Maxim Gorky: Creatures That Once Were Men

In front of you is the main street, with two rows of miserable-looking huts with shuttered windows and old walls pressing on each other and leaning forward. The roofs of these time-worn habitations are full of holes, and have been patched here and there with laths; from underneath them project mildewed beams, which are shaded by the dusty-leaved elder-trees and crooked white willow — pitiable flora of those suburbs inhabited by the poor.

The dull green time-stained panes of the windows look upon each other with the cowardly glances of cheats. Through the street and toward the adjacent mountain runs the sinuous path, winding through the deep ditches filled with rain-water. Here and there are piled heaps of dust and other rubbish — either refuse or else put there purposely to keep the rain-water from flooding the houses. On the top of the mountain, among green gardens with dense foliage, beautiful stone houses lie hidden; the belfries of the churches rise proudly toward the sky, and their gilded crosses shine beneath the rays of the sun. During the rainy weather the neighboring town pours its water into this main road, which, at other times, is full of its dust, and all these miserable houses seem, as it were, thrown by some powerful hand into that heap of dust, rubbish, and rainwater.

They cling to the ground beneath the high mountain, exposed to the sun, surrounded by decaying refuse, and their sodden appearance impresses one with the same feeling as would the half-rotten trunk of an old tree.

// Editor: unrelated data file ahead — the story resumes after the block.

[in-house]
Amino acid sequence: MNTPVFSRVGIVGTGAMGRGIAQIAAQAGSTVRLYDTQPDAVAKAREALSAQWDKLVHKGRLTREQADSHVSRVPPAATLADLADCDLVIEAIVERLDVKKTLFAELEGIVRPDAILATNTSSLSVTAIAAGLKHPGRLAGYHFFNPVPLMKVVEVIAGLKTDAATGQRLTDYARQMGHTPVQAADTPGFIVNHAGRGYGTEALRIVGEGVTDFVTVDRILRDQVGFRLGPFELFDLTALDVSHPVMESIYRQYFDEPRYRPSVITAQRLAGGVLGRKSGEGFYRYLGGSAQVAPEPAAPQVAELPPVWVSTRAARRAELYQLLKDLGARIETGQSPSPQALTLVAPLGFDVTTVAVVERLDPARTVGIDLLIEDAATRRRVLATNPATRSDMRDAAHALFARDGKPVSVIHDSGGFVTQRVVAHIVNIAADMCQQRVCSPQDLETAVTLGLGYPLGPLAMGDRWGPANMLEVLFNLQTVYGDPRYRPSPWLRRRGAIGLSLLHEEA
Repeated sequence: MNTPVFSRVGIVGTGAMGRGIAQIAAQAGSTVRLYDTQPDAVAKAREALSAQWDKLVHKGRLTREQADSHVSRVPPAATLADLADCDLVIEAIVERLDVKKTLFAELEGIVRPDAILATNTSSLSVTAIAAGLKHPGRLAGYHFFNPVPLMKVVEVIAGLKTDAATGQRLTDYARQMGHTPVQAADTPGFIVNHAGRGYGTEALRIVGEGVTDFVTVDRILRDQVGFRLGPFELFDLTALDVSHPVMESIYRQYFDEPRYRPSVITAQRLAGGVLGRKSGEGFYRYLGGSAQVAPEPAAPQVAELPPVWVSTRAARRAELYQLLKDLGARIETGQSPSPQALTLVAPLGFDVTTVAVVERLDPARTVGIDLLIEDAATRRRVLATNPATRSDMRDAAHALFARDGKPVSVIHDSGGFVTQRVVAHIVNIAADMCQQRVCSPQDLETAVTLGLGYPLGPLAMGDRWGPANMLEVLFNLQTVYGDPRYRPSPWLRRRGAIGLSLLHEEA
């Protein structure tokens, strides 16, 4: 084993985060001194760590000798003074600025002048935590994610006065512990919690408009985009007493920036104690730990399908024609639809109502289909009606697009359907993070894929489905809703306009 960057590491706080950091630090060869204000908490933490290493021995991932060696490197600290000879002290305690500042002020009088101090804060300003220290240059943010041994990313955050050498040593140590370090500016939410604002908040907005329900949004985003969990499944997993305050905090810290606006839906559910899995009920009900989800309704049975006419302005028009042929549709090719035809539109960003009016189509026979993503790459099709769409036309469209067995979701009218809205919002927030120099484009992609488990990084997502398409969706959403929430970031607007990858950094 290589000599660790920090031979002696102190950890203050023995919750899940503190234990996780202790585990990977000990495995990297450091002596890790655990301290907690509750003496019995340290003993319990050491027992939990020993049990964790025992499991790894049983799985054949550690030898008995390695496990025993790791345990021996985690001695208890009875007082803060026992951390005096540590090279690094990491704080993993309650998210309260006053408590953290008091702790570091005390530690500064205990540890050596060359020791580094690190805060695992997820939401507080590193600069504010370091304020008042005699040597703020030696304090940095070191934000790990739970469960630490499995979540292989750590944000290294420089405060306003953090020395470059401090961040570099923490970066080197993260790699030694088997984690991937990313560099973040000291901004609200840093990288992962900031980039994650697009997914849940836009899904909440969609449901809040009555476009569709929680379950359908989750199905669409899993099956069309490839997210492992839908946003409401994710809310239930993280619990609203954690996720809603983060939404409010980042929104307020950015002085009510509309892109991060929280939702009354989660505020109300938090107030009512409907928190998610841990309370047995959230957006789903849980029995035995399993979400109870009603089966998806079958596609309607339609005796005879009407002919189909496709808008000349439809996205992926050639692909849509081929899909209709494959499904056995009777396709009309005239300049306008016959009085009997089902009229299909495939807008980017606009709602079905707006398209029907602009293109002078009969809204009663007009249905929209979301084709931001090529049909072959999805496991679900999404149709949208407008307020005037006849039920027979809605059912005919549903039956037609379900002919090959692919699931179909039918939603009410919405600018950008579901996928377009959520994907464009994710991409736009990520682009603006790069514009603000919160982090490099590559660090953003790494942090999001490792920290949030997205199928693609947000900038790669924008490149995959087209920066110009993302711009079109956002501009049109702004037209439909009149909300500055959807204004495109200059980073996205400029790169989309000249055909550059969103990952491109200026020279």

At the end of the main street, as if thrown out of the town, stood a two-storied house, which had been rented from Petunikoff, a merchant and resident of the town. It was in comparatively good order, being farther from the mountain, while near it were the open fields, and about half-a-mile away the river ran its winding course.

This large old house had the most dismal aspect amid its surroundings. The walls bent outward, and there was hardly a pane of glass in any of the windows, except some of the fragments, which looked like the water of the marshes — dull green. The spaces of wall between the windows were covered with spots, as if time were trying to write there in hieroglyphics the history of the old house, and the tottering roof added still more to its pitiable condition. It seemed as if the whole building bent toward the ground, to await the last stroke of that fate which should transform it into a chaos of rotting remains, and finally into dust.

The gates were open, one-half of them displaced and lying on the ground at the entrance, while between its bars had grown the grass, which also covered the large and empty court-yard. In the depths of this yard stood a low, iron-roofed, smoke-begrimed building. The house itself was of course unoccupied, but this shed, formerly a blacksmith’s forge, was now turned into a “dosshouse,” kept by a retired captain named Aristid Fomich Kuvalda.

In the interior of the dosshouse was a long, wide and grimy board, measuring some 28 by 70 feet. The room was lighted on one side by four small square windows, and on the other by a wide door. The unpainted brick walls were black with smoke, and the ceiling, which was built of timber, was almost black. In the middle stood a large stove, the furnace of which served as its foundation, and around this stove and along the walls were also long, wide boards, which served as beds for the lodgers. The walls smelt of smoke, the earthen floor of dampness, and the long, wide board of rotting rags. ...

Translated from the Russian by J. M. Shirazi and others

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